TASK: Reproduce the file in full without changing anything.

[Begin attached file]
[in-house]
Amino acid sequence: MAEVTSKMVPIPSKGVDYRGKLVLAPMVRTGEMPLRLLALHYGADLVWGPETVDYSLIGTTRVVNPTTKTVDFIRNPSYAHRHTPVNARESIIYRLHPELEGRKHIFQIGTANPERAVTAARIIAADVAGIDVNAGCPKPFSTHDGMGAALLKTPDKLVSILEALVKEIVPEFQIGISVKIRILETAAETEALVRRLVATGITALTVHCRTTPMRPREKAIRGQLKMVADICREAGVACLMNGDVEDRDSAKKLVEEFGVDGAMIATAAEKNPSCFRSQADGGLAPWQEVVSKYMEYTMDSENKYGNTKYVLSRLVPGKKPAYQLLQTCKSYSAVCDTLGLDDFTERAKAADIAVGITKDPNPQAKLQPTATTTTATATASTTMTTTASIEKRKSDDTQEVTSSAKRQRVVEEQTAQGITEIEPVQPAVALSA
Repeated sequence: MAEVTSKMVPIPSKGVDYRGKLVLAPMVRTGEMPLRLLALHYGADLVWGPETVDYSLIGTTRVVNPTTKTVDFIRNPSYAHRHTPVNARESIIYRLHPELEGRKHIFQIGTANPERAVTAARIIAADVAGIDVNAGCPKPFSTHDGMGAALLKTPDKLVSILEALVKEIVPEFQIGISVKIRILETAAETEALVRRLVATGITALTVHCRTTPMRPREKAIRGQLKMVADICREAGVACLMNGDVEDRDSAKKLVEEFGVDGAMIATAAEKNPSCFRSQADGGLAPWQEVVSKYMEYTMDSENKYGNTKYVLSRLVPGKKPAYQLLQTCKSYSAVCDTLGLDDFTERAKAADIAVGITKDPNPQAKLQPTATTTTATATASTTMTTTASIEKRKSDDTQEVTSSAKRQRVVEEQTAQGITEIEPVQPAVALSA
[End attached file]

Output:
[in-house]
Amino acid sequence: MAEVTSKMVPIPSKGVDYRGKLVLAPMVRTGEMPLRLLALHYGADLVWGPETVDYSLIGTTRVVNPTTKTVDFIRNPSYAHRHTPVNARESIIYRLHPELEGRKHIFQIGTANPERAVTAARIIAADVAGIDVNAGCPKPFSTHDGMGAALLKTPDKLVSILEALVKEIVPEFQIGISVKIRILETAAETEALVRRLVATGITALTVHCRTTPMRPREKAIRGQLKMVADICREAGVACLMNGDVEDRDSAKKLVEEFGVDGAMIATAAEKNPSCFRSQADGGLAPWQEVVSKYMEYTMDSENKYGNTKYVLSRLVPGKKPAYQLLQTCKSYSAVCDTLGLDDFTERAKAADIAVGITKDPNPQAKLQPTATTTTATATASTTMTTTASIEKRKSDDTQEVTSSAKRQRVVEEQTAQGITEIEPVQPAVALSA
Repeated sequence: MAEVTSKMVPIPSKGVDYRGKLVLAPMVRTGEMPLRLLALHYGADLVWGPETVDYSLIGTTRVVNPTTKTVDFIRNPSYAHRHTPVNARESIIYRLHPELEGRKHIFQIGTANPERAVTAARIIAADVAGIDVNAGCPKPFSTHDGMGAALLKTPDKLVSILEALVKEIVPEFQIGISVKIRILETAAETEALVRRLVATGITALTVHCRTTPMRPREKAIRGQLKMVADICREAGVACLMNGDVEDRDSAKKLVEEFGVDGAMIATAAEKNPSCFRSQADGGLAPWQEVVSKYMEYTMDSENKYGNTKYVLSRLVPGKKPAYQLLQTCKSYSAVCDTLGLDDFTERAKAADIAVGITKDPNPQAKLQPTATTTTATATASTTMTTTASIEKRKSDDTQEVTSSAKRQRVVEEQTAQGITEIEPVQPAVALSA